Butterbur - Herbal Uses

Butterbur has long been employed as a medicine by a number of civilisations throughout the centuries, although it is most popular in the Western hemisphere than it is in the East, although mention of its employment in Asiatic systems of traditional medicine such as Traditional Chinese Medicine, Japanese kampo, and Ayurveda do exist. Butterbur is generally employed as an all-around analgesic, with a reputation for being an excellent pain-reliever that can be traced back to the earliest of Western herbals. As with many herbs with long-standing usage, the whole of the plant is employed medicinally with specific parts oftentimes employed as a remedy for specified ailments. In more modern applications however, the roots of the plant are far more favoured, although traditionally, the roots, leaves, bulbs, and even the flowers of the plant have been used and processed into medicine. [4]

Prior to the advent of modern herbal medicine, the use of butterbur was strictly restricted to expert herbalists, chiefly because possessed minor toxicity which manifested itself when the herb was improperly prepared or otherwise consumed in excess. The whole plant contains chemical compounds known as pyrrolizidine alkaloids (PA), which are known toxins that can damage the liver, lungs, kidneys, and the circulatory system. While the whole of the plant may be used in either its dry or fresh form, the bulbs and roots were more often dried, while the leaves and flowers were infused or decocted in either fresh or dried form. Because very potent preparations of butterbur were more detrimental to health than helpful, only very small amounts of the plant were used, and the leaves and / or flowers were more favoured for 'mild' remedies, while the roots and bulb were reserved for the treatment of more severe ailments, as the latter was believed to possess far greater potency. [5]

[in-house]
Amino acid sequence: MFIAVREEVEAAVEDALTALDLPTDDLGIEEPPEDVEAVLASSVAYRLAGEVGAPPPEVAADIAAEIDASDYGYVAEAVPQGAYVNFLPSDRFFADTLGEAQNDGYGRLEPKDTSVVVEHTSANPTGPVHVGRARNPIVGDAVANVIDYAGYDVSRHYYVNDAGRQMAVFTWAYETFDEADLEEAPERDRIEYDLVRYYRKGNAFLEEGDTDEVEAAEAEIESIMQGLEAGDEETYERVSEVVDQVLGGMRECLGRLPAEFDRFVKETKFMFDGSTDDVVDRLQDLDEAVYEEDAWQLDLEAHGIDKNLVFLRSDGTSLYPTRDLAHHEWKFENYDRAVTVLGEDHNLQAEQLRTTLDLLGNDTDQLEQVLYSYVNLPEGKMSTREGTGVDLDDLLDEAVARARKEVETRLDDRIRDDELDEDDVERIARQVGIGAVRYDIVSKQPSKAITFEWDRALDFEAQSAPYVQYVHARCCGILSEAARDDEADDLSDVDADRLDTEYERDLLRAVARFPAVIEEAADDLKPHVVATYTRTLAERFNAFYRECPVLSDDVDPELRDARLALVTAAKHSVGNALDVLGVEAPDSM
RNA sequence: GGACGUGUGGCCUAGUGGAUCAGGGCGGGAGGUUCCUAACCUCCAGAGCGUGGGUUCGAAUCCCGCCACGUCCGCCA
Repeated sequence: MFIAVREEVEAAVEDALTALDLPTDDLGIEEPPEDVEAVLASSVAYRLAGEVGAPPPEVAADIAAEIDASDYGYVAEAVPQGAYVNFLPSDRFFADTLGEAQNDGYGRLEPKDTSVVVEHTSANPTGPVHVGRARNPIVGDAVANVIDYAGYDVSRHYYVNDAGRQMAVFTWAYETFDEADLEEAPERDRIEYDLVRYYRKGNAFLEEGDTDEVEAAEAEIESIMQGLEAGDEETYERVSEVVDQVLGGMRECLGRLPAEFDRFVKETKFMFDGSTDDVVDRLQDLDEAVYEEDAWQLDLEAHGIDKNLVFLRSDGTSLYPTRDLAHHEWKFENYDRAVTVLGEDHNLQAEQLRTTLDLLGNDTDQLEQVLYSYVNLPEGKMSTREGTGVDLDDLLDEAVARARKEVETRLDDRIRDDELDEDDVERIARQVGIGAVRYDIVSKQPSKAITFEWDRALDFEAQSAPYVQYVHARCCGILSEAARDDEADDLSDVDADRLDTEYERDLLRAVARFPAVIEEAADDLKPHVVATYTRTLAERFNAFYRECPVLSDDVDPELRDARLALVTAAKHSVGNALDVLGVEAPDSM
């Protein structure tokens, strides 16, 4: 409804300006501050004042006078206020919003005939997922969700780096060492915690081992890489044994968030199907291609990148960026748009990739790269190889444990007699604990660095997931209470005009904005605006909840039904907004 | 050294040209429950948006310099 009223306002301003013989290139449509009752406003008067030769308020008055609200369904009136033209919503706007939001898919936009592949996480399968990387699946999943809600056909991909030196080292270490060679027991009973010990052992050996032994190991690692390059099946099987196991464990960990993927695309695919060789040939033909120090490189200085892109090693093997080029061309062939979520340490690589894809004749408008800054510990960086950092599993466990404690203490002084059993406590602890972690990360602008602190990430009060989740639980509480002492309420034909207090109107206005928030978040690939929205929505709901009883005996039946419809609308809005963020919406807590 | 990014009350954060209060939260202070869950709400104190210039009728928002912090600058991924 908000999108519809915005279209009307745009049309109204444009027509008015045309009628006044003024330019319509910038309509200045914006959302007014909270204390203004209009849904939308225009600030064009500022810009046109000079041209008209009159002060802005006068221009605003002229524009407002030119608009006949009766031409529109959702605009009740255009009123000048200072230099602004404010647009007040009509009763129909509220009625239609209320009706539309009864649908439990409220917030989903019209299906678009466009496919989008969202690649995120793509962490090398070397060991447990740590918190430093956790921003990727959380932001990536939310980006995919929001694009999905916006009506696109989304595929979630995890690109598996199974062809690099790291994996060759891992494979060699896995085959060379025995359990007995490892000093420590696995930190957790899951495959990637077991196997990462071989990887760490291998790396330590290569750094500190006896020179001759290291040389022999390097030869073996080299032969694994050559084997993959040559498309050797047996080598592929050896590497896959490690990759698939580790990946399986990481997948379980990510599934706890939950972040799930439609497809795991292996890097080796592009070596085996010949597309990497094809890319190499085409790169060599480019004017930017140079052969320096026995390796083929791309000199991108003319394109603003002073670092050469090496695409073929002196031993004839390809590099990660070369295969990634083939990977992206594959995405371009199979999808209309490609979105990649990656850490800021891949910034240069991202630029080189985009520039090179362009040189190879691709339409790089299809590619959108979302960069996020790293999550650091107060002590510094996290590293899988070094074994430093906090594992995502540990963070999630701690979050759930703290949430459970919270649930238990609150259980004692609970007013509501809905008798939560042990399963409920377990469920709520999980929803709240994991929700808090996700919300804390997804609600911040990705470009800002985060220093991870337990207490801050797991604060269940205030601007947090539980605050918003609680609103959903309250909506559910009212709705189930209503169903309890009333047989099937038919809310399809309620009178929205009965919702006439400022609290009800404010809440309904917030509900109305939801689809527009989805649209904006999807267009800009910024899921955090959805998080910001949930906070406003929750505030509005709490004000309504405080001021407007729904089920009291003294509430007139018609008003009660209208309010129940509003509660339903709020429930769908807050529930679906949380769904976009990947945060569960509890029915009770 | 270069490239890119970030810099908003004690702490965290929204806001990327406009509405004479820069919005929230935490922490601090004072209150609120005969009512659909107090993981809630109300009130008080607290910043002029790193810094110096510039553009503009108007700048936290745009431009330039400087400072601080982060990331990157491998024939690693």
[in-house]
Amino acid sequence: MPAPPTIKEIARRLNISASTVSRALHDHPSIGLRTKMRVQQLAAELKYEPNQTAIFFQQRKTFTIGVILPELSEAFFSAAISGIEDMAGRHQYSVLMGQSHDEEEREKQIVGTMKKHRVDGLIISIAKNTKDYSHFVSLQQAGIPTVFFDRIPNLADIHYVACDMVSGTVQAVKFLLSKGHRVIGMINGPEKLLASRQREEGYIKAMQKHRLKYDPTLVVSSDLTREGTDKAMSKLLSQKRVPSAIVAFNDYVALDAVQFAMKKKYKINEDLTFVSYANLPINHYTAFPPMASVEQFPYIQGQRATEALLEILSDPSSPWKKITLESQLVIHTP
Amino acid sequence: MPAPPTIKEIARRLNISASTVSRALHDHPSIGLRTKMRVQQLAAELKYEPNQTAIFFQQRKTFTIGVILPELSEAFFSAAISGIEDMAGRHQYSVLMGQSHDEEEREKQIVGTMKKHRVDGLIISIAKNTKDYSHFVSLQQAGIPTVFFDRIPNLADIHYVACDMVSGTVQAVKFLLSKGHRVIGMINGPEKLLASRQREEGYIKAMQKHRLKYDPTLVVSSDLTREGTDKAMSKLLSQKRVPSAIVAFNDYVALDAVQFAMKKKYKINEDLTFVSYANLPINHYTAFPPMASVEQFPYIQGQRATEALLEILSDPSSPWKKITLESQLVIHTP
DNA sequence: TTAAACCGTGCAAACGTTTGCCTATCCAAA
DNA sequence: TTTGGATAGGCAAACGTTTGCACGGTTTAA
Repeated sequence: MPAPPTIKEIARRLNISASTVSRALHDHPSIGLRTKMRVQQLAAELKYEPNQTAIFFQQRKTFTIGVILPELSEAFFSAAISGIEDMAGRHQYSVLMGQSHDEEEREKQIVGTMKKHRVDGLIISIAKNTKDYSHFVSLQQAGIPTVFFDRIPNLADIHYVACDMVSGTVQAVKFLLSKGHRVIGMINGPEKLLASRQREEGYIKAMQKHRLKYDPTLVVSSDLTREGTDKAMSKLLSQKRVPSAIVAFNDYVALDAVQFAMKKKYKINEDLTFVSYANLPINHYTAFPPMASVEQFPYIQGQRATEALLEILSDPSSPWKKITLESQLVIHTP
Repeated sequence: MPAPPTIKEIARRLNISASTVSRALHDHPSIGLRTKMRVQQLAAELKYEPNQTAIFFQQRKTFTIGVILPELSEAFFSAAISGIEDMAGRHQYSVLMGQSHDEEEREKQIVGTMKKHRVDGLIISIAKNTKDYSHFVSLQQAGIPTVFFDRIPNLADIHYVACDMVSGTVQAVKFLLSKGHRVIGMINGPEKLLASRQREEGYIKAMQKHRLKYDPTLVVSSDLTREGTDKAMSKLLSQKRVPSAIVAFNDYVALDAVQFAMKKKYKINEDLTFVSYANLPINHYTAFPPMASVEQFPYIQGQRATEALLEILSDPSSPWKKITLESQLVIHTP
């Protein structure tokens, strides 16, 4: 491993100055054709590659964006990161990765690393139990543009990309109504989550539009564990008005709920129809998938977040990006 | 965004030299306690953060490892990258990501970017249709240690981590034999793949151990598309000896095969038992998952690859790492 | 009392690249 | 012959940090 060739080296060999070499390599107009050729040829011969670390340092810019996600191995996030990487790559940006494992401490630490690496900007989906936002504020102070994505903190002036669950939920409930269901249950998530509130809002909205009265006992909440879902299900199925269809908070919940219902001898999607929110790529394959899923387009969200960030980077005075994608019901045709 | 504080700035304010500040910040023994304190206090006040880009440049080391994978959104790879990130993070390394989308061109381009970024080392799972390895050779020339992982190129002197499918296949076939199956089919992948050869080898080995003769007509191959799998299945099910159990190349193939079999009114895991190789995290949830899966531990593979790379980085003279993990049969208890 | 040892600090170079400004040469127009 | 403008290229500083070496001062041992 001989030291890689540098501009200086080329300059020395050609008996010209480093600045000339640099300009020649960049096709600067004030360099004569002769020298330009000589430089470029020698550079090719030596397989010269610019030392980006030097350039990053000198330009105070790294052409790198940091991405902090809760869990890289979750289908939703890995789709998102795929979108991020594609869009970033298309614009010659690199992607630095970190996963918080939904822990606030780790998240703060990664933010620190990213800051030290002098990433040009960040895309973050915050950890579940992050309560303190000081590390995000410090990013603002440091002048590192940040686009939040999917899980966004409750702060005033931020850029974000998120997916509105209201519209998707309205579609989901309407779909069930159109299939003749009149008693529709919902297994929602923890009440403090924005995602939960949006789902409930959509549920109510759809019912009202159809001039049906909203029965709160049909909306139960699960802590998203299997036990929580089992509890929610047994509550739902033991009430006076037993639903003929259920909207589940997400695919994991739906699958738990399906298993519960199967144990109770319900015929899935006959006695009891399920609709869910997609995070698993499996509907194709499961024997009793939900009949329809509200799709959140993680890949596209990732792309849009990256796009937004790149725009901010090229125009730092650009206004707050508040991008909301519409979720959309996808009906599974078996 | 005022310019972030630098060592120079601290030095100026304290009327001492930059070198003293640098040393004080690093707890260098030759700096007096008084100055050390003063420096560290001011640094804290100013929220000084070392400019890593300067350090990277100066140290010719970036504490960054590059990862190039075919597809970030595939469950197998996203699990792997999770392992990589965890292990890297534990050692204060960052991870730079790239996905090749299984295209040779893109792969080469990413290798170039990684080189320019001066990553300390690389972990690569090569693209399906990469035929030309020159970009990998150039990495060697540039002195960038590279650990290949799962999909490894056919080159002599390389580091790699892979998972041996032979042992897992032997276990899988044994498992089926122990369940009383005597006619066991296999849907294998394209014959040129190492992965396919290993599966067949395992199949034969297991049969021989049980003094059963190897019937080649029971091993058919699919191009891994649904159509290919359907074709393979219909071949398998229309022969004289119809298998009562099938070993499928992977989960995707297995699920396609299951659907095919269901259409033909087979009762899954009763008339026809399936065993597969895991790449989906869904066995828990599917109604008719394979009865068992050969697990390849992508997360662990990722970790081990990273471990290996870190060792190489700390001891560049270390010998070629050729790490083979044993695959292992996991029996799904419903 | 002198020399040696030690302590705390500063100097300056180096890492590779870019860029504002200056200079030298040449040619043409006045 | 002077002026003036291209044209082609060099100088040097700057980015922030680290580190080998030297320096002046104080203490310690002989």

Butterbur was generally infused or decocted into a tisane and given for the remedy of headaches, muscular aches and pains, arthritis, and rheumatism. It was a highly-prized general analgesic, although it was used only in very limited amounts. Because there was very little understanding about the toxicity of the herb, it was employed both topically and orally during ancient times until well into the middle of the Industrial Period (something which is now strongly discouraged, with the exception of employing known pyrrolizidine alkaloid-free strains), with is popularity somewhat declining well into the advent of the Second World War, primarily due to the arrival of better analgesics, and secondly, due to the number of adverse effects that came about from prolonged or abusive consumption of herbal preparations containing the plant-matter. Before its somewhat prolonged decline, it was employed as a remedy for a number of other ailments, with mild infusions or decoctions of the flowers and leaf being given as a remedy for colic, stomach upset, indigestion, ulcers, and migraine, while moderately strong decoctions were employed as a cure for everything from whooping coughs, anxiety, insomnia, asthma, paranoia, tremors, and (in the Middle Ages until well into the Renaissance) even the plague. [6] When employed for the latter, the root, bulbs, or leaves (or all of the constituent parts) were often steeped or boiled in mulled wine and drunk in wineglassfuls some four to five times in day. It was believed to help drive out infection by acting as a diaphoretic, and as a stimulant. Moderately strong to mild infusions in wine were given as an antipyretic, while weak infusions were drunk regularly for its perceived tonifying properties, which was believed by the ancients to help improve heart health and overall circulation (something that, due to the plant's inherent toxicity, is actually contrary to the truth). [7]